We have previously written about the historical evolution of churchwide structural paradigms and described four clear roles that we recommend for the 21st century:
- Catalyst: The Episcopal churchwide organization should inspire and provoke all members of the church to live fully into its mission of “restoring all people to unity with God and one another in Christ” (Book of Common Prayer, p. 855).
—Specific examples of what the churchwide structure must and should do to fulfill this role would include inspiring and calling the whole church to baptismal ministry and helping every member interpret the world through the eyes of the gospel, including exercising a prophetic voice on social justice issues and representing the voices of marginalized people.
- Connector: The churchwide organization should establish and maintain relationships among its member communities and constituents in order to cultivate Episcopal identity, to magnify the mission impact of local communities by connecting them to each other, and to facilitate the sharing of ideas and learning across the Episcopal and broader Anglican networks.
—Specific examples of what the churchwide structure must and should do to fulfill this role would include representing The Episcopal Church in the Anglican Communion; forging ecumenical relationships and alliances; exercising canonical authority to foster and preserve the church’s catholicity (unity in diversity with the wider Christian Church); maintaining the church’s institutional history through the Church Archives; and fostering communication across the church around new ideas, learning, and opportunities for collaboration.
- Capability Builder: The Episcopal churchwide organization should support leadership development centered around the critical skills necessary for individual and communitywide Christian formation in 21st century contexts. The Episcopal churchwide organization should also ensure that the church is a learning organization — rapidly learning from successes and failures across the church and rapidly sharing these lessons across the church’s network. Key capabilities needed in today’s missionary context include skills in ministry, community organization, reviving congregations, planting congregations, multicultural leadership, evangelism, Christian formation, reaching new generations, and reaching new populations. The expertise in these areas lies primarily at the grassroots level, but the churchwide structure can foster mutual learning, especially on a peer-to-peer basis.
—Specific examples of what the churchwide structure must and should do to fulfill this role would include cultivating and fostering the sharing of expertise for targeted training and professional development.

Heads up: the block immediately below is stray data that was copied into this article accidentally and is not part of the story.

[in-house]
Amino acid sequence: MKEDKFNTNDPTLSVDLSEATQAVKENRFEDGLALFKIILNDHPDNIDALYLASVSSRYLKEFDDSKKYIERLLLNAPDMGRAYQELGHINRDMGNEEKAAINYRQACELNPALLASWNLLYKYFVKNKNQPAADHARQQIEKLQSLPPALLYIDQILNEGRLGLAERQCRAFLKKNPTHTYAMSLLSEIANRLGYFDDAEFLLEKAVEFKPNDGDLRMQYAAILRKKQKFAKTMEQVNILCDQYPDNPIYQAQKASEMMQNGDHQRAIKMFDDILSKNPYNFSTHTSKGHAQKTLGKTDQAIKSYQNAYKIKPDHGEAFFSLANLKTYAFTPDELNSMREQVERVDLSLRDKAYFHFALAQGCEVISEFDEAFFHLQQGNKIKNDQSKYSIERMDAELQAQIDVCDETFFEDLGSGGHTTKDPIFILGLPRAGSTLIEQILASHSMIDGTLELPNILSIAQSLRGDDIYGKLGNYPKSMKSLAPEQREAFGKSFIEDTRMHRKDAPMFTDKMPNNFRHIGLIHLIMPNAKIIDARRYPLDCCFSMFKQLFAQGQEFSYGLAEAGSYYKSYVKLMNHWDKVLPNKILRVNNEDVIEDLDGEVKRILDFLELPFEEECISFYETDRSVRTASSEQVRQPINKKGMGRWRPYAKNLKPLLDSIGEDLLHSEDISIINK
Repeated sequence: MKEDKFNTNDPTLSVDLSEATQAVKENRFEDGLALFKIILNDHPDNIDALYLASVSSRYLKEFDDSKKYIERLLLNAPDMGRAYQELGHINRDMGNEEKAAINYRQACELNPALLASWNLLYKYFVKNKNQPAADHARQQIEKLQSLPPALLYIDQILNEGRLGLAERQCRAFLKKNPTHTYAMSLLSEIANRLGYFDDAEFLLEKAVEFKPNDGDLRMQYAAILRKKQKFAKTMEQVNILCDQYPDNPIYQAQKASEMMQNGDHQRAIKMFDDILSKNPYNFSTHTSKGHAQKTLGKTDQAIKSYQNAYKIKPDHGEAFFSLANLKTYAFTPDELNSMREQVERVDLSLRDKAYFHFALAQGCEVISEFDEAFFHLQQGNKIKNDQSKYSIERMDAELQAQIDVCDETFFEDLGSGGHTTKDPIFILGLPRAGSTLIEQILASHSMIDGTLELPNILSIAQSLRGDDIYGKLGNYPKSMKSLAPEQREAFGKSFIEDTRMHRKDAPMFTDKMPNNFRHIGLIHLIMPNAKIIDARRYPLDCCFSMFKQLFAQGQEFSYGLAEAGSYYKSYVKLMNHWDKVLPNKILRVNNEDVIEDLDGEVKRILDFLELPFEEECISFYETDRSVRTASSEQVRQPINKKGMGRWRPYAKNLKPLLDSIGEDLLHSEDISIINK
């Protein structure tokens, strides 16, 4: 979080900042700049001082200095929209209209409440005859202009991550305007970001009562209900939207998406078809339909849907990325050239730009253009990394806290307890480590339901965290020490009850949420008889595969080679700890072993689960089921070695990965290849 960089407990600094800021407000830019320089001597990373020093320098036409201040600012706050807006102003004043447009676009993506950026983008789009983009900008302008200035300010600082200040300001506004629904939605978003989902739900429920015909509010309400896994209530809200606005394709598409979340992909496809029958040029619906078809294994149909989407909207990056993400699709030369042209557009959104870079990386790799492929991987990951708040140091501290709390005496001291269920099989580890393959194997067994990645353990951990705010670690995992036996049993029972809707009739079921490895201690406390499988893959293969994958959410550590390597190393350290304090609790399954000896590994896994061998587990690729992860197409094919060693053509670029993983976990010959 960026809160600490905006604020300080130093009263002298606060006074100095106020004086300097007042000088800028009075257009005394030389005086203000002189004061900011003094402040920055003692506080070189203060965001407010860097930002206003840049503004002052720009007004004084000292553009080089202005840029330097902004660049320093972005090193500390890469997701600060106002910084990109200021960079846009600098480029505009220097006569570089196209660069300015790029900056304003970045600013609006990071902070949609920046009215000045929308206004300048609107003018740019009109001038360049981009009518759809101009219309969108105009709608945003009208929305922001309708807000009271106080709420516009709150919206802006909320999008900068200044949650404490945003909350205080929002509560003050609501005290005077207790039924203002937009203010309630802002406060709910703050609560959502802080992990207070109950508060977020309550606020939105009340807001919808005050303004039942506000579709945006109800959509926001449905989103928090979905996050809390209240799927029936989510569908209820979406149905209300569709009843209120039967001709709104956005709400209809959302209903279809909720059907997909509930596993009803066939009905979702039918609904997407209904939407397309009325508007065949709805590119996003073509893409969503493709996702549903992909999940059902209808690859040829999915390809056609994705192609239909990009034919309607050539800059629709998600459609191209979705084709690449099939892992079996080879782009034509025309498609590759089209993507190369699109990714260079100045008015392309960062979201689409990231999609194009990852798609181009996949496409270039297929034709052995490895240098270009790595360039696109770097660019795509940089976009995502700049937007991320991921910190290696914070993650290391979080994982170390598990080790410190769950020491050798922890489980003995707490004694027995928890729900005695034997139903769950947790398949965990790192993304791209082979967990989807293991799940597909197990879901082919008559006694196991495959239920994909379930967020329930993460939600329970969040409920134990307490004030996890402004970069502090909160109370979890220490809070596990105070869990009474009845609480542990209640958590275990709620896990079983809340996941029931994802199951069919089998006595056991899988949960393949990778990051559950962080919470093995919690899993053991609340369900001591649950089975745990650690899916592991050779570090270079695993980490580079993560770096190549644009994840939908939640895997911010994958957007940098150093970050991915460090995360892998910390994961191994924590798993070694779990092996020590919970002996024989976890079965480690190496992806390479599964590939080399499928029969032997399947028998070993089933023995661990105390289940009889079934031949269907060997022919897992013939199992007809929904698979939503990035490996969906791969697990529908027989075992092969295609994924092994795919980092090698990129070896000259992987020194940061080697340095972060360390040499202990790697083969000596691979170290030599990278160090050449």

- Convenor: The Episcopal churchwide organization should assemble the church in traditional and non-traditional ways as a missionary convocation. The Episcopal churchwide organization should also convene the church with the broader Anglican Communion, with ecumenical church partners, and with other potential partners and collaborators in proclaiming Christ’s gospel and living the Five Marks of Mission.
—Specific examples of what the churchwide structure must and should do to fulfill this role would include convening a General Missionary Convocation both in person and virtually, potentially concurrent with General Convention.
Implications for Existing Churchwide Structures
To begin to change the church’s operating paradigm in the ways that we believe will be necessary, we have identified several “critical path” priorities and have worked to more fully develop them. We have concluded these areas are in the most need of our attention if we are to make the church work more effectively in our 21st century context. These changes will not fully transition the churchwide structures and governance to the network-based model that we describe above. The work of reimagining our church and restructuring the church’s institution will need to be an ongoing process of adaptation as our context continues to shift and change. Taken together, however, we believe addressing these areas constitute a critical first step and will enable further change. We must streamline and focus the scope of our churchwide agenda, to become a more distributive, networked, and nimble church that is focused on local faith formation and local mission and that enables and accelerates local innovation and adaptation; while at the same time enhancing, not diminishing our prophetic voice to the world around us.
- At the churchwide level, we must select and fully empower clear and effective leadership to define agendas, set direction, develop expertise around complex issues and their implications, make tough choices, and pursue bold and disruptive ideas where appropriate. There are implications for the General Convention, for the Executive Council, the central executive function of the church, and for General Convention’s Commissions, Councils, Agencies, and Boards (CCABs).